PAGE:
I know it’s been a while since I wrote a review. I wrote this short one (for me, that is) on the wonderful A Majority of One. It stars Rosalind Russell (of course) and veteran actor Alec Guinness, who was known for more than just being Obi-Wan Kenobi in the Star Wars series. This was one of the first films Rosalind Russell filmed after her smash hit Auntie Mame in 1958. Unfortunately, she struggled with some health problems that came her way right after filming Auntie Mame. She was out of commission for the next 3 years, but she bounced back like the resilient woman she was. She filmed several movie versions of famous plays in the 1960s, such as Gypsy, Five Finger Exercise, and Oh Dad, Poor Dad, Mamma’s Hung You in the Closet and I’m Feelin’ So Sad (and what a mouthful that one is!). But I think one of the most heartfelt and beautiful renditions she did of a play was in A Majority of One.
Although originally played by true blue Jewish actress Gertrude Berg, Roz, with her Catholic background, had an amazing transformation.” Her New York (but also a little European) Jewish inflections are rather genuine, considering everything. She put her heart and soul into this role, trying her best to make it authentic. She says Jewish prayers, she speaks like New York Jews do, and even spouts a Yiddish word now and then. I had seen most of her films up to this point and although it was hard to get used to, I came to LOVE this character.
A Majority of One concerns a Jewish widow, a Japanese businessman, and the prejudices present during this time between the two very different people. In a small Brooklyn apartment lives a Jewish widow named Bertha Jacoby. She lives mostly around other Jewish people, certainly not mixing on a daily basis with people of different cultural backgrounds. She has a daughter named Alice, who is married to a diplomat named Jerry Black. Jerry and “Mama,” as they both call her, clash sometimes. When she finds out that they will be leaving for another diplomatic assignment in Japan, she is taken aback. Having a son who died in World War II “at the hands of” Japanese men (according to her), she is not happy. She harbors deep prejudice for the Japanese, even though so much time has passed. In spite of all this, they are able to convince Mama to accompany them to Tokyo and live with them.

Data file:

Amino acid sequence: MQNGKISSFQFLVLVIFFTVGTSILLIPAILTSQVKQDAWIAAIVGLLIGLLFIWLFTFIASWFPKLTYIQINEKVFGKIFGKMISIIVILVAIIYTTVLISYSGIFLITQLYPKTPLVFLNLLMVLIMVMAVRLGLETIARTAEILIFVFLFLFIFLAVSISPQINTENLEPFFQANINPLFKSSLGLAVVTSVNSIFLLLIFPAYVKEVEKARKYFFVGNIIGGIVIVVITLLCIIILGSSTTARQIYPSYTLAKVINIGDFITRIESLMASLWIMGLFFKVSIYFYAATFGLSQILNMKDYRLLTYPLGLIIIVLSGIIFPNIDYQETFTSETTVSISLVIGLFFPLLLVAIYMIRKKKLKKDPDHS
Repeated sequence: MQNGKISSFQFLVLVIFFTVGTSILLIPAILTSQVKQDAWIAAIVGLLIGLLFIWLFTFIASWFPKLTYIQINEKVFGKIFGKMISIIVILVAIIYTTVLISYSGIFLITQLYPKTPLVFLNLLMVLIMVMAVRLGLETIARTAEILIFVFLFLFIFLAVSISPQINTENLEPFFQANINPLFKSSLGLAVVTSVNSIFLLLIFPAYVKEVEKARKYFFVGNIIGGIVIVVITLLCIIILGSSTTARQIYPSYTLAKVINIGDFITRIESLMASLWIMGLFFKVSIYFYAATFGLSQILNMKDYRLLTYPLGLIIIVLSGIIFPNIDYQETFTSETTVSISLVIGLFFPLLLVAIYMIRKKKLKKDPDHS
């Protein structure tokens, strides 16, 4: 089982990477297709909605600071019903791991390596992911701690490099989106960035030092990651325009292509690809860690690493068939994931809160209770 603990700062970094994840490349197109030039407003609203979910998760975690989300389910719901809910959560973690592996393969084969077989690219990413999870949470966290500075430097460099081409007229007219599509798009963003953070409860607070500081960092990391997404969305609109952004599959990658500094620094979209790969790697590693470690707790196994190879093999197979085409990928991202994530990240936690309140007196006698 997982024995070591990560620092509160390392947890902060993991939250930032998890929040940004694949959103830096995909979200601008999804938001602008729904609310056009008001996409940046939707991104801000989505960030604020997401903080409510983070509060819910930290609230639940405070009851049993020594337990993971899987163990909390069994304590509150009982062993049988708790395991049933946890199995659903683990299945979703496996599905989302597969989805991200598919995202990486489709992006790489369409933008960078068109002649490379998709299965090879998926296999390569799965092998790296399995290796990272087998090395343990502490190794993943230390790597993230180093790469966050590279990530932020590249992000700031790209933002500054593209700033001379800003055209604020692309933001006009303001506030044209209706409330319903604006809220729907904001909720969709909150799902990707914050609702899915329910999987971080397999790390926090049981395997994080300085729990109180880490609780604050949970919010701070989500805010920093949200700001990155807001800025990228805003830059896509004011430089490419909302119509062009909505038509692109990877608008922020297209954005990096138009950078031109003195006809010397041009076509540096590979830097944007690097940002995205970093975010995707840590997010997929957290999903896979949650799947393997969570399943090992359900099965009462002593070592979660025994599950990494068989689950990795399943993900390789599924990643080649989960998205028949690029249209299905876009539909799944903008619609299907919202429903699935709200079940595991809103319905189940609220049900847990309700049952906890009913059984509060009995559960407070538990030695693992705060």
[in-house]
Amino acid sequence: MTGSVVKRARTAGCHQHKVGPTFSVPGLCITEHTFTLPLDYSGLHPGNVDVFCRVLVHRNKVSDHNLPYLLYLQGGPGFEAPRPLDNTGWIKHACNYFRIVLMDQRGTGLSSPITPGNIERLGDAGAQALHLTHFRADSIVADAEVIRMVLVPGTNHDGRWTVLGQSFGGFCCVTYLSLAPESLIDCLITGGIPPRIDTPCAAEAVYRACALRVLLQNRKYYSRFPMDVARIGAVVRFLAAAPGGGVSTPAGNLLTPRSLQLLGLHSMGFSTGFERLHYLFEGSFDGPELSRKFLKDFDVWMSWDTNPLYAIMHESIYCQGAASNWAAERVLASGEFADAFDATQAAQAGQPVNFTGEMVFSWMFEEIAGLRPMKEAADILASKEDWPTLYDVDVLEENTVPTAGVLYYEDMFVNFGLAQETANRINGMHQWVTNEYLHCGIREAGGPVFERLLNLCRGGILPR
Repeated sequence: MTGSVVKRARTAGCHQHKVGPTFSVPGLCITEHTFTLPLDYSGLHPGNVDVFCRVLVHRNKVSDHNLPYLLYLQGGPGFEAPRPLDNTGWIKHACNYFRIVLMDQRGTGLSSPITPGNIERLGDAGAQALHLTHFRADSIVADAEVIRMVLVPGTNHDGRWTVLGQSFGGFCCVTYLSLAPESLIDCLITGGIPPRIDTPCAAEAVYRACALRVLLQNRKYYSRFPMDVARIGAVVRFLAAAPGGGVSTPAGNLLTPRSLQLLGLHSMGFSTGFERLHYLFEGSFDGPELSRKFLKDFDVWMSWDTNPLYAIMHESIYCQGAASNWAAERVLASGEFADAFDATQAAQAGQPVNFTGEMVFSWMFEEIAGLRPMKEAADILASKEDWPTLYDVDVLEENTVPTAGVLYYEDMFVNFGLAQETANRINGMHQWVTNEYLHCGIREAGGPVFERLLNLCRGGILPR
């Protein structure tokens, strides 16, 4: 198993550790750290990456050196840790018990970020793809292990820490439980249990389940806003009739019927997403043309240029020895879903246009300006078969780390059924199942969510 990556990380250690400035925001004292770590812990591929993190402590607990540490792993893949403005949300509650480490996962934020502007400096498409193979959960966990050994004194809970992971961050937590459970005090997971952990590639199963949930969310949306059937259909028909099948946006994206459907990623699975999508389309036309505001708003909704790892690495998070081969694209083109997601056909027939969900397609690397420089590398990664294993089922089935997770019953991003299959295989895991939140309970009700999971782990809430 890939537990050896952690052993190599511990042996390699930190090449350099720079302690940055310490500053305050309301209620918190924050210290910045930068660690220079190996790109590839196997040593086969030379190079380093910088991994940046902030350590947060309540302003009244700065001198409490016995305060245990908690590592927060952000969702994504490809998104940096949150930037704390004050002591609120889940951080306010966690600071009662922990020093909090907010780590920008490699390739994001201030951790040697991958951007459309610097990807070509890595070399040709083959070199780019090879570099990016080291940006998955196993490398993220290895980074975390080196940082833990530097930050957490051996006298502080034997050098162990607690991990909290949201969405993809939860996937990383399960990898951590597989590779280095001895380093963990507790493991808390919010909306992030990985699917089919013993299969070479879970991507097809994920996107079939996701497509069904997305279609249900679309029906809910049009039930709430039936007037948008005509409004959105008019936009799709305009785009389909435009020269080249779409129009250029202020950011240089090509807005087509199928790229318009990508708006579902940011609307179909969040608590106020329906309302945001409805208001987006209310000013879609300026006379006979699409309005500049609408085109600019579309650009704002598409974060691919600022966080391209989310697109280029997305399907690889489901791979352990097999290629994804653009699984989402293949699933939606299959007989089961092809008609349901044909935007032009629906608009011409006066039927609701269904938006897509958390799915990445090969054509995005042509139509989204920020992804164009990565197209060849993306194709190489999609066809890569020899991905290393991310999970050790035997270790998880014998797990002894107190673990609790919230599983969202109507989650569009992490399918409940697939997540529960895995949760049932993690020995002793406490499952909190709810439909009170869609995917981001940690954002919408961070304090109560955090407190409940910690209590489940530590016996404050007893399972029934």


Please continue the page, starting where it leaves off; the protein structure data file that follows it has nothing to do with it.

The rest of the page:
She doesn’t have a very good boat trip abroad. But things change when she meets Mr. Asano, a very important Japanese businessman. Granted, this “Japanese” man is played by a white British man (Alec Guinness), but that’s how it was played on Broadway as well. It might be done differently today, but if we can get past how wrong this actually is, we can enjoy the story. First impressions can be tough. She is very cold to him when he does nice things for her, like picking up something she dropped on the floor. He is as polite as can be and over time, he doesn’t understand why she treats him this way. They have a serious conversation about the war. He tells her he lost a loved one in the war, too. But do we need to blame every Japanese and every American living today for the atrocities of war? She softens toward him and they share a beautiful friendship. She is finally having fun for the first time in a while, but her daughter and son-in-law don’t like it. Mr. Asano is actually someone Jerry has to deal with when he gets to Japan. He doesn’t appreciate how cozy they’re getting. Mama agrees to cut off ties with Mr. Asano if it’ll make her children happy, but she reminds them they called her a bigot before, and now they are the ones who are prejudiced.
Mama has a tough time getting used to Japanese life and is always clashing with their house servant, Eddie. Eventually, Mr. Asano is hurt by the brush off he got from his good friend, Mrs. Jacoby (this is how they always address each other). He starts acting badly at business meetings with Jerry, and when it’s the final straw, Jerry blames his mother-in-law. She informs him that he was the one who forced her to break off the friendship. Feeling badly about it, she tries to find Mr. Asano to explain. In the best scene of the movie, she dresses up in a kimono, tries sake for the first time (getting gloriously drunk on it), and samples Japanese delicacies that remind her of foods she’s had in the States. She is hilarious in this scene and has a lot of fun. But when Mr. Asano formally asks her if he can court her, things get complicated. Prejudice rears its ugly head as her daughter and son-in-law cannot stand the idea of her being with a Japanese man, someone so different from her.
This film has wonderful highs and lows—dramatic scenes with heated arguments; comically charming lines; sparkling interaction between Rosalind Russell and Alec Guinness. I will not reveal the ending and what became of them, as I think I have done enough! Please watch this film at least once in your life. You might not take to it, but there are many things to discover.